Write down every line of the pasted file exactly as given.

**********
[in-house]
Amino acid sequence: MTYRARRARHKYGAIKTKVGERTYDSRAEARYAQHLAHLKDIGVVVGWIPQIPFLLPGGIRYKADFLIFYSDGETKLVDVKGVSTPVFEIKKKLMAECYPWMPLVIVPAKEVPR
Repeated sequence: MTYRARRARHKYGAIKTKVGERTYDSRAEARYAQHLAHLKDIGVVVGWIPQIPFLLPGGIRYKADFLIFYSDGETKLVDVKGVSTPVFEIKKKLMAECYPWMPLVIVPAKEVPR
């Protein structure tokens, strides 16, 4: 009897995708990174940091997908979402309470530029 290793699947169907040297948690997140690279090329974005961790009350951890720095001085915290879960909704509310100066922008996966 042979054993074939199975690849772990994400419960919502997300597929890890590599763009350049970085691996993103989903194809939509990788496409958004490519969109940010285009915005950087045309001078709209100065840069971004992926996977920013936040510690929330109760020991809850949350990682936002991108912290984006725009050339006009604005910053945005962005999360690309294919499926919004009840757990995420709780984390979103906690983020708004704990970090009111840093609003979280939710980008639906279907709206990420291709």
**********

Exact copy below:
[in-house]
Amino acid sequence: MTYRARRARHKYGAIKTKVGERTYDSRAEARYAQHLAHLKDIGVVVGWIPQIPFLLPGGIRYKADFLIFYSDGETKLVDVKGVSTPVFEIKKKLMAECYPWMPLVIVPAKEVPR
Repeated sequence: MTYRARRARHKYGAIKTKVGERTYDSRAEARYAQHLAHLKDIGVVVGWIPQIPFLLPGGIRYKADFLIFYSDGETKLVDVKGVSTPVFEIKKKLMAECYPWMPLVIVPAKEVPR
């Protein structure tokens, strides 16, 4: 009897995708990174940091997908979402309470530029 290793699947169907040297948690997140690279090329974005961790009350951890720095001085915290879960909704509310100066922008996966 042979054993074939199975690849772990994400419960919502997300597929890890590599763009350049970085691996993103989903194809939509990788496409958004490519969109940010285009915005950087045309001078709209100065840069971004992926996977920013936040510690929330109760020991809850949350990682936002991108912290984006725009050339006009604005910053945005962005999360690309294919499926919004009840757990995420709780984390979103906690983020708004704990970090009111840093609003979280939710980008639906279907709206990420291709």